Monday, September 14, 2015

album review: '90059' by jay rock

I think I've talked before that a good rap posse often has people falling into specific roles, to add variety or cater to different audiences - and for Top Dawg Entertainment, filling out that roster is surprisingly easy. Kendrick Lamar is the leader, Schoolboy Q is the gangsta, Ab-Soul is the weird one, Isaiah Rashad is the more laid-back fun-loving one, and SZA is the girl/pseudo-spiritual one. 

And this leaves Jay Rock, the California MC I've always been inclined to brand as the bruiser, the former Blood gang member who will drop ruthlessly hard bars to cater to a tougher rap audience. You could argue that he shares the most in common with Schoolboy Q, but Jay Rock always struck me as harder. Combined with the gruff intensity of his delivery, it's no surprise that he managed to snag a major label deal with Warner Bros off of a slew of high-powered mixtapes - a deal that went precisely nowhere. He eventually wound up signing with Tech N9ne's imprint Strange Music to finally release his debut album Follow Me Home. And while the album was far from bad, it was the sort of record that showed the signs of many delays and revisions, especially in the disjointed midsection and the inclusion of the one 'hit' he had at the end of the album 'All My Life (In The Ghetto)' with Lil Wayne & Far from bad - with solid West Coast-flavoured production and Jay Rock's aggressively potent bars, it's still a good record - but it lacked the cohesion and power that would later characterize TDE's later releases throughout the next few years.

And yet across every guest appearance on those TDE records, Jay Rock was spitting his ass off, showing real lyrical improvement in terms of his bars and punchlines and the hype for his sophomore release was palpable... and yet it kept getting pushed back or delayed indefinitely. After an exit from Strange Music last year, singles finally began trickling out at the beginning of June and we all had reason to believe that Jay Rock was going to deliver, but I admit I was a bit skeptical, if only because the extended recording process and delays might have led to the same lack of cohesion. But now it's finally here: does 90059 deliver?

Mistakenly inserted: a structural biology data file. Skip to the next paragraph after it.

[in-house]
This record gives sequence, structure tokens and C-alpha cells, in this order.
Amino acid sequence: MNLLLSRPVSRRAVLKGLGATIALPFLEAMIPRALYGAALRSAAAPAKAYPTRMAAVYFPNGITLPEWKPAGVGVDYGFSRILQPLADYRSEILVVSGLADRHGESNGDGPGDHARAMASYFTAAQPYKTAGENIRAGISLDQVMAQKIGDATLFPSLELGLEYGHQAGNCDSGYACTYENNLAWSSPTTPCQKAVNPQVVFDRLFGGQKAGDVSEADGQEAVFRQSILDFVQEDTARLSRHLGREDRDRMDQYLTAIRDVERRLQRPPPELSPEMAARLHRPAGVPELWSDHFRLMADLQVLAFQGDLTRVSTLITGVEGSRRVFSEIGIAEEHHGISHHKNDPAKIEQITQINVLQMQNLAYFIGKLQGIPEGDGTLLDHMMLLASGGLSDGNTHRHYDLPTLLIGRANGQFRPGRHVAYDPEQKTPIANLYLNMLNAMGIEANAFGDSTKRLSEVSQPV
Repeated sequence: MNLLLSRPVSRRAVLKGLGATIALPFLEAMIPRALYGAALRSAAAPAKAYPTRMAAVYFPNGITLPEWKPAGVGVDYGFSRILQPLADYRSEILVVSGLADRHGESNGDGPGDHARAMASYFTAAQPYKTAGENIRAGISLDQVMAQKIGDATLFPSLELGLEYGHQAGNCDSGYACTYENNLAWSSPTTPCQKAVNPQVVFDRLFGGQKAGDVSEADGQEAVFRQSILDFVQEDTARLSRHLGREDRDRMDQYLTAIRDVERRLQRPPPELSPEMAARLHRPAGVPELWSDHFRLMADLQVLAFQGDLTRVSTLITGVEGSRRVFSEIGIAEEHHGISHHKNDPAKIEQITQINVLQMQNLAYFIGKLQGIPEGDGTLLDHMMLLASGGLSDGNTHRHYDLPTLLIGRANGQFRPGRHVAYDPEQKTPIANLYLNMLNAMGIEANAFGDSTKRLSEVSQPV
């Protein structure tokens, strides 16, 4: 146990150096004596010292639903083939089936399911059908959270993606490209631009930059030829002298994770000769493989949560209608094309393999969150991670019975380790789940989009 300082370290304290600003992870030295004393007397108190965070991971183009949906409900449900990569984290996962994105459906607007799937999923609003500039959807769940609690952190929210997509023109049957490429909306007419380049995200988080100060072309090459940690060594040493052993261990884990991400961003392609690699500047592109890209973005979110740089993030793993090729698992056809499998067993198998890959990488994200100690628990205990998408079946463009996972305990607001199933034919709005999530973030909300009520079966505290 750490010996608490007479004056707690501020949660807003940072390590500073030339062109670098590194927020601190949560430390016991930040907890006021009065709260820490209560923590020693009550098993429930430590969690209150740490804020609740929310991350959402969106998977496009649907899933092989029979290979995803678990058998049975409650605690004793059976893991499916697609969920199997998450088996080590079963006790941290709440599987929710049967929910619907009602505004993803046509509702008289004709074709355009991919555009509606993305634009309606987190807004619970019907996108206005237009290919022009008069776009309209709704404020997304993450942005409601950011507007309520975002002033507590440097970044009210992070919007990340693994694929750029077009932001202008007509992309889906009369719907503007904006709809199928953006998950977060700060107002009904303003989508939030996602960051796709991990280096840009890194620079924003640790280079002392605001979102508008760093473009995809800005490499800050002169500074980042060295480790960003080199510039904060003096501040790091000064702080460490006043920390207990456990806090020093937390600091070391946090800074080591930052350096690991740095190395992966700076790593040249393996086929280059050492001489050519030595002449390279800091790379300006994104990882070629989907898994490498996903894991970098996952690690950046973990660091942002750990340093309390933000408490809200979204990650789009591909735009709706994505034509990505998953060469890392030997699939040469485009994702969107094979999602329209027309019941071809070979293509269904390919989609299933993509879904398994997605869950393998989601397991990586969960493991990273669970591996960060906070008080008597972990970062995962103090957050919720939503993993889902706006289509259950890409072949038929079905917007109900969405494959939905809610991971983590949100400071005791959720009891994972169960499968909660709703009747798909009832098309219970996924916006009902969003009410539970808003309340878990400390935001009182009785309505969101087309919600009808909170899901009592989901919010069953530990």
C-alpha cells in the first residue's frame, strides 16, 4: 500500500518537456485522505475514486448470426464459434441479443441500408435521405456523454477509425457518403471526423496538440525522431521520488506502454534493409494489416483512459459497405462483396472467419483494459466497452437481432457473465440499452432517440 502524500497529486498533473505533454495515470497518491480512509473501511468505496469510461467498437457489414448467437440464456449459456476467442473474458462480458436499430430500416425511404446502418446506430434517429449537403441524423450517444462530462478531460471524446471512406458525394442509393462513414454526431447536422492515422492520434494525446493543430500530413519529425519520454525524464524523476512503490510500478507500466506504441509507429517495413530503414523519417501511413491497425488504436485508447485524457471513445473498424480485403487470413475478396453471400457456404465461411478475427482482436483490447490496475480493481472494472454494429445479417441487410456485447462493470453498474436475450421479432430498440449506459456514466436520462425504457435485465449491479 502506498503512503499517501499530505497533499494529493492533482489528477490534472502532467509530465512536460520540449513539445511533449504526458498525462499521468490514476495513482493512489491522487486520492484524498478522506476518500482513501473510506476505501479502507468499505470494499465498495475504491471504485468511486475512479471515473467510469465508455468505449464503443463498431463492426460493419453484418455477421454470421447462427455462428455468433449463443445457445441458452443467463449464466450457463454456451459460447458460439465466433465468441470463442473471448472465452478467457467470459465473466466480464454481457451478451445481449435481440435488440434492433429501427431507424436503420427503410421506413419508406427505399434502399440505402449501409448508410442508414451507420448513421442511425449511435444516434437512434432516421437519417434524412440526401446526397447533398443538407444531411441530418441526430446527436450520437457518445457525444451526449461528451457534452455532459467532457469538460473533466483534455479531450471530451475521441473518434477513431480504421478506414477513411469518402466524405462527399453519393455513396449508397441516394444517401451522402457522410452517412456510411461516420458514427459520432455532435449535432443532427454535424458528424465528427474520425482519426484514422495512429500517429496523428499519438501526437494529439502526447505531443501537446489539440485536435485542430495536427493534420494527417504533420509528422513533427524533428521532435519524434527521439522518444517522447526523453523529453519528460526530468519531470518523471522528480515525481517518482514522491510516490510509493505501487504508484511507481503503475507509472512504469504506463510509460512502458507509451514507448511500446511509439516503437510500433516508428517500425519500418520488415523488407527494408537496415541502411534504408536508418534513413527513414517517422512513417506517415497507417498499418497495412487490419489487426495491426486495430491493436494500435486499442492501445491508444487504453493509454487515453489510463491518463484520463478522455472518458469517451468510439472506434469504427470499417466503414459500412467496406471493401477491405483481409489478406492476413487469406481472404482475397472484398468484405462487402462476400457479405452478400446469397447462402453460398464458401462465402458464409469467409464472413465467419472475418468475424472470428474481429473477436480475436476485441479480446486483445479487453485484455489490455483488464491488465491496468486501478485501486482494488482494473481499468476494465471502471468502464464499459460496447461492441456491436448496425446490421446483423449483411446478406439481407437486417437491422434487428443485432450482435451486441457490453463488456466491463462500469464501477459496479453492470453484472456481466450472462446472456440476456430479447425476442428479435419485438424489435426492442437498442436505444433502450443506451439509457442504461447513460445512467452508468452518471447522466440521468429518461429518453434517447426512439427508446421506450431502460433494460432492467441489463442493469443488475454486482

Here's the thing: the long development time does show on this record, as it can feel a little cobbled together and scattershot around the edges, pretty much across the board. But dip in past that... yeah, I'd chalk this up to being another damn great hip-hop album in 2015. It's not perfect - there are definitely some questionable decisions across the board with this record, but I'd argue the core of it really does appeal to me and thematically holds together surprisingly well, even though I'm not sure I'd slot it into the upper echelon of TDE records.

So let's start with Jay Rock himself, and I'll definitely give him this, he shows off a surprising amount of versatility on this album from his flows to even some of the vocal affections he puts on for his hooks, all with that hard-edged charisma that actually can take a step back and sound more contemplative like on 'Fly On The Wall'. And I was surprised how far he pushed this, from the Ole Dirty Bastard demented flow on the title track that I understood in context more than I liked, to more of an upper register flow that honestly didn't flatter him at all. It shows up twice on this album, first on 'Easy Bake' and second on 'The Ways', and while it might be a stab at more 'mainstream' flows, Jay Rock is such a strong MC when he's got his lower cadence that it does get distracting. Where he reaps more rewards is handling his hooks under the alter ego Lance Skiiiwalker - honestly, he's not a great singer, but honestly, it's not that distracting, and it's not like other people handling hooks on this album like SIR on 'The Ways' or Isaiah Rashad on 'Wanna Ride' are that much better - although I will say the hook on 'The Message' from Vic Smitty was pretty damn great in its own right.

This leads to a criticism I didn't expect to make: the guest stars. I'll say it, as much as SZA does a surprisingly good job with her verse on 'Easy Bake' as a counterbalance to Jay Rock - although Kendrick's interplay earlier on the song was way more compelling with the interweaving blues references - why do you bring Isaiah Rashad onto your album and only give him a hook with no verses? And then for the Black Hippy collaboration track 'Vice City'... I wanted to like this a lot more than I did. Yes, I get the intended subversion of rap vices and Kendrick and Jay Rock definitely delivered, but despite good flows from Schoolboy Q and Ab-Soul, neither of them really delivered the insight or satirical punch, with Ab-Soul's verse feeling surprisingly sloppy with the best reference being to The Book Of Eli, that pretty mediocre post-apocalyptic movie from five years ago. And as much as Busta Rhymes sounded great against the production on 'Fly On The Wall', his verse was really more just congratulatory of Jay Rock's success coming from 'the biggest fly on the wall' - good reference, but I would have liked if it had continued the story of that song.